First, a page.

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Lord MacLaurin
"This is by no means an open and shut case"
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The Daily Telegraph's Michael Henderson
"There's less evidence against the players in other countries"
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Thursday, 25 May, 2000, 07:40 GMT 08:40 UK
'Fixing' sanctions could increase
Former Pakistan batsman Salim Malik
Salim Malik: Now retired from international cricket
The International Cricket Council may have the power to ask Pakistan to increase the punishments handed out to players in the wake of a judicial inquiry into match-fixing.

Justice Malik Qayyum imposed fines on Wasim Akram, Waqar Younis, Inzamam ul Haq, Mushtaq Ahmed, Saeed Anwar and Akram Raza for failing to co-operate with the inquiry.

But he also recommended life bans for former Pakistan captain Salim Malik and medium pace bowler Ata-ur-Rehman after finding them guilty fo match fixing.

His report will now be sent to the ICC and Lord MacLaurin, chairman of the England and Wales Cricket Board, believes they have the power to call for stiffer penalties.



I think this may be the tip of the iceberg

Lord MacLaurin

He told BBC Radio 4: "The ICC have the authority to ask the parent board to look again at the fines and suspensions they are going to impose.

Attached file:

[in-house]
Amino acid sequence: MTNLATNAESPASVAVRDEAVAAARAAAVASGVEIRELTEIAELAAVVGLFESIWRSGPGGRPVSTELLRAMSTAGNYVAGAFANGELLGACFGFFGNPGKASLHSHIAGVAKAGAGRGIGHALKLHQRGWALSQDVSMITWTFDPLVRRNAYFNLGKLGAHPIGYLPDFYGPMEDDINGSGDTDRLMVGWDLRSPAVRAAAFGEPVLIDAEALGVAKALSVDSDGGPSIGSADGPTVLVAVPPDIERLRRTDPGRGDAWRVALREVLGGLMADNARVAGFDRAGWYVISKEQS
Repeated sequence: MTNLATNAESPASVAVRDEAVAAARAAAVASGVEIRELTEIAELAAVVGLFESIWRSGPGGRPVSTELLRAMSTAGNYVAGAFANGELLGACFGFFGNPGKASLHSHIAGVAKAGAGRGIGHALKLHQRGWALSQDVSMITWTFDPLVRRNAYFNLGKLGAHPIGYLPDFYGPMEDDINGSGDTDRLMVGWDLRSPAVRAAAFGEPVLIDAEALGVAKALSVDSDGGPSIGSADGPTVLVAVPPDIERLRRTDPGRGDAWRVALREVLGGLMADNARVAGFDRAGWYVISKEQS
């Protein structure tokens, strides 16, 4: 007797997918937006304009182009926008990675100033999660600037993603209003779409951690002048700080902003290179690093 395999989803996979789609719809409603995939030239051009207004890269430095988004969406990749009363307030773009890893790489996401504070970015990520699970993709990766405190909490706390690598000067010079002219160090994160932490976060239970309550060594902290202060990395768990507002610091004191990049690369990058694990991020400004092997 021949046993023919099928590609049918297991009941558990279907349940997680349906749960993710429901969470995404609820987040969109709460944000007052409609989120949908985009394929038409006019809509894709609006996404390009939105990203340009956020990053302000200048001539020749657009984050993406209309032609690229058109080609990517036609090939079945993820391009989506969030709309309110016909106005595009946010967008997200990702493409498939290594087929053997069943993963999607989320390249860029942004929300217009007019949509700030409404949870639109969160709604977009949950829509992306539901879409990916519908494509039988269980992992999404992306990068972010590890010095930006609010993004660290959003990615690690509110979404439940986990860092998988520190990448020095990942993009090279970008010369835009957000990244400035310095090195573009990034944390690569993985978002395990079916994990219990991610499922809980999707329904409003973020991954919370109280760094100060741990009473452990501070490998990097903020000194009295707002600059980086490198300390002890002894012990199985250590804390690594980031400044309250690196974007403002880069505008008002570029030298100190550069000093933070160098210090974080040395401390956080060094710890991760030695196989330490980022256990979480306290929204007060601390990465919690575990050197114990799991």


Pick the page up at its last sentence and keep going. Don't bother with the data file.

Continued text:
"If they are not satisfied they would ask a third party to look at it, so this is by no means an open and shut case."

Lord MacLaurin believes the outcome of the Pakistan inquiry is only the start of a clean-up operation.

Uneasy


ECB chairman Lord MacLaurin
Lord MacLaurin - ICC must be thorough
"There are other problems we have to unearth, this is not the end of it. I'm uneasy. I have a feeling a mafia-type organisation could be involved with the players just pawns in this.

"These findings are coming out and I'm very pleased. We have to pursue it to the end," he added.

Malik, meanwhile, is planning legal action over the inquiry's findings and claims he has been made a scapegoat.

"Why me alone when others were let off with minor fines? I have been cleared by two inquiries before, but this time I alone have been targeted," he said.

"Whether my cricket is finished or not, I have to live a life and I have been subjected to such tortuous allegations for a long time now. IT's unjust."

Former England captain Bob Willis has raised doubts about the outcome of the inquiry.

He said: "It seems rather convenient to me that players outside the current team are banned for life and those currently playing only censured."

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See also:

24 May 00 | Cricket
Malik guilty of match-fixing
23 May 00 | England v New Zealand
ICC asks paper for Salim tapes
04 May 00 | Cricket
Cricket under the microscope
25 May 00 | Cricket
Justice Qayyum's report
25 May 00 | Cricket
Salim Malik: Tarnished talent
25 May 00 | Cricket
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